The Note: Blessed Is He Who Expects Nothing . . .

"Aides to several candidates said privately that they were torn between concern about Mr. Kerrey's intentions and a desire not to be seen attacking a major figure in the national party. The candidates' campaign organizations issued carefully crafted responses, but some campaign members were already whispering about potential liabilities for a Kerrey candidacy, like his admission four years ago that a unit he led in the Vietnam War had killed unarmed civilians," per the New York Times. LINK

"The sharpest response to Mr. Kerrey came from the Bloomberg camp, which did not hesitate to highlight what it viewed as his erratic attitude toward the mayor's race in recent weeks. Mr. Bloomberg was in Germany on Olympics business and not available for comment, but his aides said he was mystified by Mr. Kerrey's actions, and they provided new details of how Mr. Kerrey's support for the mayor unexpectedly curdled in the last few days."

"The aides, who spoke on the condition that they not be identified so as to avoid a public fight with Mr. Kerrey, said the former senator from Nebraska did not hesitate to accept Mr. Bloomberg's personal request about two weeks ago that he become chairman of Democrats for Bloomberg. That followed a meeting with William T. Cunningham, the mayor's communications director, and Robert B. Tierney, the city's Landmarks Preservation Commission chairman, where, the aides said, Mr. Kerrey spoke highly of the mayor and indicated that he would be willing to assist the re-election campaign."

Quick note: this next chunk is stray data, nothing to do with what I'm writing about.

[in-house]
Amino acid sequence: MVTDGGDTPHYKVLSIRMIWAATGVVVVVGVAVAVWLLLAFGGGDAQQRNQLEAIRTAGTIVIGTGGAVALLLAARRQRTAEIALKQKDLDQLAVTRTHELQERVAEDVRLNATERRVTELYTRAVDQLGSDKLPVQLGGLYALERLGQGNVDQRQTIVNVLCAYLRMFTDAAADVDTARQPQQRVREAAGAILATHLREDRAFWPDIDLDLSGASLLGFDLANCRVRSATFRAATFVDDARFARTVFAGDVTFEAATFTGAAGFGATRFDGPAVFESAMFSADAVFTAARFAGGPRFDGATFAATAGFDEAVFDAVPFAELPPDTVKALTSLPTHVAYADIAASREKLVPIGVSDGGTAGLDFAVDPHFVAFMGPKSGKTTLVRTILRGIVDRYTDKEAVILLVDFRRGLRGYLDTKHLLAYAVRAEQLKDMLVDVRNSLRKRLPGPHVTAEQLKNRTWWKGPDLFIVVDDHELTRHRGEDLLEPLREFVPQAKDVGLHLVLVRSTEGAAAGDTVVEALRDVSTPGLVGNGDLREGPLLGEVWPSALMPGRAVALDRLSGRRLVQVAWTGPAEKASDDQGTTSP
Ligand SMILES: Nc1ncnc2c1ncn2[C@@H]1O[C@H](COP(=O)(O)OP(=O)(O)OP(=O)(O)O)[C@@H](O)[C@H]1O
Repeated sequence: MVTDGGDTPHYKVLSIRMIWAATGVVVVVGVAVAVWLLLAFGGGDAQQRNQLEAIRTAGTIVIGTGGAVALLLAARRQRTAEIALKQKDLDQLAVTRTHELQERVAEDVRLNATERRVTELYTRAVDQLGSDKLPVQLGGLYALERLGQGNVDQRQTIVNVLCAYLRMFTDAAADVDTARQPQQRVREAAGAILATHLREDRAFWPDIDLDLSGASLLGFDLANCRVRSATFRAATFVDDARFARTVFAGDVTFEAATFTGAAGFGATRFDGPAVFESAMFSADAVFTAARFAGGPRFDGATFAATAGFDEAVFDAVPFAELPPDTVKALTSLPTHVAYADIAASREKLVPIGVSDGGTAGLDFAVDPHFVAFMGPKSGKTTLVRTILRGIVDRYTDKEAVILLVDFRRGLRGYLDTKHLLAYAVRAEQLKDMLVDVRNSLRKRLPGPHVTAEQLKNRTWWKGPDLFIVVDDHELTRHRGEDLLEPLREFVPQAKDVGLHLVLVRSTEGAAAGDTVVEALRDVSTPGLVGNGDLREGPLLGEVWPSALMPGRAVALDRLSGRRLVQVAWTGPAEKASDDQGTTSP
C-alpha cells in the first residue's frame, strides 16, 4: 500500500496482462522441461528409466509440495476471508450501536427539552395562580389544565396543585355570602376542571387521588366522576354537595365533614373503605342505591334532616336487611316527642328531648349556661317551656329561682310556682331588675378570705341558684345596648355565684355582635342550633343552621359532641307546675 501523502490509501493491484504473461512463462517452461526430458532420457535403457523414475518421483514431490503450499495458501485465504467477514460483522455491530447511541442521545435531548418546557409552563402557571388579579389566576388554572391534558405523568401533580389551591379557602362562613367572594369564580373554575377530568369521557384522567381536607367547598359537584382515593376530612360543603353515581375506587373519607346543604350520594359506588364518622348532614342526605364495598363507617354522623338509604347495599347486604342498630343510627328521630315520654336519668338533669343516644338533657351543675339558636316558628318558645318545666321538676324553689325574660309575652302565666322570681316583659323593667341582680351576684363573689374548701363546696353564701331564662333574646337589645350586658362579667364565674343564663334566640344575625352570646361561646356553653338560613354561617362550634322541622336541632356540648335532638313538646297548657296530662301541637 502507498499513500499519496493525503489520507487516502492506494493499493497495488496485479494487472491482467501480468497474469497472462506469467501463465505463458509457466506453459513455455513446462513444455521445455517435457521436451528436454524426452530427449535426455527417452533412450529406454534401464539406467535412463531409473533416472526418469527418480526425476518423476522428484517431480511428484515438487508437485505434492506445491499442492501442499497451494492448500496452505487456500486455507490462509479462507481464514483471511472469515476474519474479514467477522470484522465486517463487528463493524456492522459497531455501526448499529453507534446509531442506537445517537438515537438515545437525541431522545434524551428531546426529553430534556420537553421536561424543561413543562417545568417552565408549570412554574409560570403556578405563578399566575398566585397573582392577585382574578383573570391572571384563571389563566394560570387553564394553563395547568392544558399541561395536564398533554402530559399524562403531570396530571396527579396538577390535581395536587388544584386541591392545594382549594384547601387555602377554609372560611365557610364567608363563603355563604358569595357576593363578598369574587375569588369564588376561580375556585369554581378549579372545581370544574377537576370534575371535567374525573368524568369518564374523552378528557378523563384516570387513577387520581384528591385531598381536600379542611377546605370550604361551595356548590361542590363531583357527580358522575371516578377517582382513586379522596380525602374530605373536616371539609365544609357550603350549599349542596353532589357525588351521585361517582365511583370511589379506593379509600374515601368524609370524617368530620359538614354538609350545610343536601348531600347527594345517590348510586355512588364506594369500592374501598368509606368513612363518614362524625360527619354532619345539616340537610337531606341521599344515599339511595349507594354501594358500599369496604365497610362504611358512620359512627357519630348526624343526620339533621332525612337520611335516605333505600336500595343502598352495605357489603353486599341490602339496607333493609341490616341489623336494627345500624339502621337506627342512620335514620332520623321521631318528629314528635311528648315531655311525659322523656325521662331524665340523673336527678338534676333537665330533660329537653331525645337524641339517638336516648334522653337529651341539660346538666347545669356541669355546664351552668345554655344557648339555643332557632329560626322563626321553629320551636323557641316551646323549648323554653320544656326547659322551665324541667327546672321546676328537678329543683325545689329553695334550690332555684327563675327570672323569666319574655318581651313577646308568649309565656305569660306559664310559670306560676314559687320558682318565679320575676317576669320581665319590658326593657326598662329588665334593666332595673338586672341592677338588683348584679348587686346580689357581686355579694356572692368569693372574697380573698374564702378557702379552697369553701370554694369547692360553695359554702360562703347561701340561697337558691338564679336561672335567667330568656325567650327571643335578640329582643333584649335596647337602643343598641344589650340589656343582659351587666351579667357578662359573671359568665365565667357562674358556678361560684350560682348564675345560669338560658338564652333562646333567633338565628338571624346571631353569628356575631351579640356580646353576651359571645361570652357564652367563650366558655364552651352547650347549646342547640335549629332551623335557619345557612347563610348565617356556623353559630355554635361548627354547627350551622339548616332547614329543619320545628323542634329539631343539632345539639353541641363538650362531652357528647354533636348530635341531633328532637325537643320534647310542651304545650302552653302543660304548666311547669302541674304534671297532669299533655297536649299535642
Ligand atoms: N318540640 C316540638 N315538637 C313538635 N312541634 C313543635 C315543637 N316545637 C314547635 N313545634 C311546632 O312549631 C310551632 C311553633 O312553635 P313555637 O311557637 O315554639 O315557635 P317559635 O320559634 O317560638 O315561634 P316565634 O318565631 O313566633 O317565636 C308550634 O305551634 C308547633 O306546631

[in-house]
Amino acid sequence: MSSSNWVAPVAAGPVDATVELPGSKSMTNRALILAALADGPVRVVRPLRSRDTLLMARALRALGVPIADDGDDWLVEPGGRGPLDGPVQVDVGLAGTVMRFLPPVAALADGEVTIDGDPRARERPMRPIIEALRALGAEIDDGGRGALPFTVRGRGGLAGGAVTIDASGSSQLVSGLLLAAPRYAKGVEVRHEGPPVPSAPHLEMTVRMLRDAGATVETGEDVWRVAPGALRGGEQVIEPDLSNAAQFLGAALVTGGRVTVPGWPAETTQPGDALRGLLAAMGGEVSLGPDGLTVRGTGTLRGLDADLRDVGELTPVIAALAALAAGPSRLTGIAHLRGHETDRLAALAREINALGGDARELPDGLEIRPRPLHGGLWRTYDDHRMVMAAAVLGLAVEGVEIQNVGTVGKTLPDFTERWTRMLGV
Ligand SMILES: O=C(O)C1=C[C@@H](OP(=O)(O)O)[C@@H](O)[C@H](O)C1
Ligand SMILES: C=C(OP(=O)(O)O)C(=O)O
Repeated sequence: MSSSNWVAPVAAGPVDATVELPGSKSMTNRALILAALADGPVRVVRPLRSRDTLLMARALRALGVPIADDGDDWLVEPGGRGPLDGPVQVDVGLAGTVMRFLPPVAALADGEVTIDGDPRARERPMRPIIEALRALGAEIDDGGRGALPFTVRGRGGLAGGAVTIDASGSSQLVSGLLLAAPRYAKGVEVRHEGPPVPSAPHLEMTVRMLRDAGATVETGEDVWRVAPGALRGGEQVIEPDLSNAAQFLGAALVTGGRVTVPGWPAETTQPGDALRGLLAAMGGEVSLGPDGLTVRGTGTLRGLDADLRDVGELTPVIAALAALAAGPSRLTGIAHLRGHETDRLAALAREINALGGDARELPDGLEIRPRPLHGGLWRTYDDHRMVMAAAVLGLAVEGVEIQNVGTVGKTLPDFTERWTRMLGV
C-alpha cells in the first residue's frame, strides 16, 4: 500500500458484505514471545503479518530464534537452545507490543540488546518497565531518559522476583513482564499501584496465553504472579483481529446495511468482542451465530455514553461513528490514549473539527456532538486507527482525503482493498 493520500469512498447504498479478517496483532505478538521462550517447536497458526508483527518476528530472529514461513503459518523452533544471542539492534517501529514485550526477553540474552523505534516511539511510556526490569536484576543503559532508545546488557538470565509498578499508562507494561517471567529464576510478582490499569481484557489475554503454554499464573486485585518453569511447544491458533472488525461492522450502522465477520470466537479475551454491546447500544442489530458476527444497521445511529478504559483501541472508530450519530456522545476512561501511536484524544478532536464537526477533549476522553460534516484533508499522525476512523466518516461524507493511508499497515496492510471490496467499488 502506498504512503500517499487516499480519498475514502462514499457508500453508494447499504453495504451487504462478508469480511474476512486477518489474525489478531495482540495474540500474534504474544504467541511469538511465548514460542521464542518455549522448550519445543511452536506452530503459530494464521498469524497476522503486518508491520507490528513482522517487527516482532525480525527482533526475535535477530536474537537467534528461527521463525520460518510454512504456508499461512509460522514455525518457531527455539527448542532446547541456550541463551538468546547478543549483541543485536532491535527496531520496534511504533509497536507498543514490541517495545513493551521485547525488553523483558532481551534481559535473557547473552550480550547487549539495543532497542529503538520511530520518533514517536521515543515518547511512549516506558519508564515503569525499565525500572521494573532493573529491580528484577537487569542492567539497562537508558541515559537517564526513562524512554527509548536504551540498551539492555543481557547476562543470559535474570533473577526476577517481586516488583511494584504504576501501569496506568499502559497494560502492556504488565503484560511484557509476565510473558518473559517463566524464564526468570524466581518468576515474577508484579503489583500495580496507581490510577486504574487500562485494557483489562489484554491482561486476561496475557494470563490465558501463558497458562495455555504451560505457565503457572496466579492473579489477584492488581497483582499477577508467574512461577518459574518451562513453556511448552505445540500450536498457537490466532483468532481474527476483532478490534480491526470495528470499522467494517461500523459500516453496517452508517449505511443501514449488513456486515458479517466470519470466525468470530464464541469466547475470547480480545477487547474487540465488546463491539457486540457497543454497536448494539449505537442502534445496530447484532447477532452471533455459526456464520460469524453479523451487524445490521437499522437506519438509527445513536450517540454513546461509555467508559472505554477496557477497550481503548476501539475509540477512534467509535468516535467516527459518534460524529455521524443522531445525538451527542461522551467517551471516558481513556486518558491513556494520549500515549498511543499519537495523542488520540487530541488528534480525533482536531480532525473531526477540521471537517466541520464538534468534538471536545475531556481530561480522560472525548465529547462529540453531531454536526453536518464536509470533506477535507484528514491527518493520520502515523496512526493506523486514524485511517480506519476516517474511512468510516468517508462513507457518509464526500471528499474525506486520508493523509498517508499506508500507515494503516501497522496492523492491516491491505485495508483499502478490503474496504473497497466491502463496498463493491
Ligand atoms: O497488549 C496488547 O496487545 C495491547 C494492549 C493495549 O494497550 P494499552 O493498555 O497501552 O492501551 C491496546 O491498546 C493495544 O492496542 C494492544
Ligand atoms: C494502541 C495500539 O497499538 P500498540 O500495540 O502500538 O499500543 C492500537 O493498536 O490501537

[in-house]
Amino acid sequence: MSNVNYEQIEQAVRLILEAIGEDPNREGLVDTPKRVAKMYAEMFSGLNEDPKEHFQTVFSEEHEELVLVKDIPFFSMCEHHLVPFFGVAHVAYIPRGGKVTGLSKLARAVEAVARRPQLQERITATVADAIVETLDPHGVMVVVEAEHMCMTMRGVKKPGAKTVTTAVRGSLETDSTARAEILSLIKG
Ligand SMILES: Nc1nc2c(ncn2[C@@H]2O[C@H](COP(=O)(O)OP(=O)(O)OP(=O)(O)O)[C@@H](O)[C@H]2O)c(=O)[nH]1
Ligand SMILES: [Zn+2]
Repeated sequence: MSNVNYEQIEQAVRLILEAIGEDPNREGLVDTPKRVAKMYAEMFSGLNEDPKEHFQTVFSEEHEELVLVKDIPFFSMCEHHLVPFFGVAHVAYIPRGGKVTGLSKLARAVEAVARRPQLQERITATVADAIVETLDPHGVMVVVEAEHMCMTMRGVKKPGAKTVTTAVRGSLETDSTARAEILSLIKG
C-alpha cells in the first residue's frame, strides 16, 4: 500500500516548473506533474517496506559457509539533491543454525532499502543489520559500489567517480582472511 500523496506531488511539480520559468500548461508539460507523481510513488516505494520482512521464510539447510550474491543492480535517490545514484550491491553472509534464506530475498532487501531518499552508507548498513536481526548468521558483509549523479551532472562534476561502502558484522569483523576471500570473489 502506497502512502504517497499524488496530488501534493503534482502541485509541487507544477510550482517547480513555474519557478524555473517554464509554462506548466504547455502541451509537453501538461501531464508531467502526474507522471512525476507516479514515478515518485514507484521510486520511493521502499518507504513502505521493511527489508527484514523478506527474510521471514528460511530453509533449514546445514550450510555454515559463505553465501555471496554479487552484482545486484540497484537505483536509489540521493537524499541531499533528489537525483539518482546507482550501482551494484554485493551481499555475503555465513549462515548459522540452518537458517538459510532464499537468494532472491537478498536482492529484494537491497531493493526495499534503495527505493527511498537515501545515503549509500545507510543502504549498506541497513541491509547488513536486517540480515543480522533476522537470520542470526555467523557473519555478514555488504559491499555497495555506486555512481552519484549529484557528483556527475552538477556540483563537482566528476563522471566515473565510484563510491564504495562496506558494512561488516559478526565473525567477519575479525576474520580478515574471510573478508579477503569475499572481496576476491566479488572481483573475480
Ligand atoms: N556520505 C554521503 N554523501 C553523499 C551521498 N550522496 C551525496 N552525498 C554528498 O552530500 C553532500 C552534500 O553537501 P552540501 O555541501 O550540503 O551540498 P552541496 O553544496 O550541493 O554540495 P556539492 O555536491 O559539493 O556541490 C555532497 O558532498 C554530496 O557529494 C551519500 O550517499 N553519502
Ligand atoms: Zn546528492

Hum: "[Bloomberg chief strategist Kevin] Sheekey also said he believed an article in the new issue of Time magazine naming Mr. Bloomberg one of the nation's five best mayors - citing his stewardship of the city budget and economy - would squelch much of Mr. Kerrey's criticism."

The New York Times David Herszenhorn assess the state of New York City schools; math scores up slightly (but part of a trend that preceded Bloomberg?), school safety improvements are questionable, bureaucracy remains bureaucracy, and attendance hasn't gotten better. LINK

"At some of the signature stops that Mr. Bloomberg made to highlight his ambitious plans for the schools, a picture emerges of two years of extraordinary upheaval. To some degree, the mayor's travels reflect his willingness to tackle the most difficult problems in the most troubled schools. And, of course, there are schools across the city where principals expressed optimism. At the same time, the mayor's inability so far to achieve clear-cut success, even where he had personally shone a spotlight, helps explain why many New Yorkers fail to see any change and why some say things are actually worse."

The Los Angeles Times' Jessica Garrison and Patrick McGreevey wrap Sunday's bitter debate between incumbent mayor James Hahn and challenger Antonio Villaraigosa, the third in the runoff campaign, which devolved into accusations and criticisms over investigations of Hahn's administration. The final debate will take place Saturday morning. LINK

Howard Dean speaks:

DNC Chairman Howard Dean's comments on Terri Schiavo, abortion and Tom DeLay obscured what was newsworthy: his rolling out more details about how the party plans to build organizations in all 50 states. LINK and LINK

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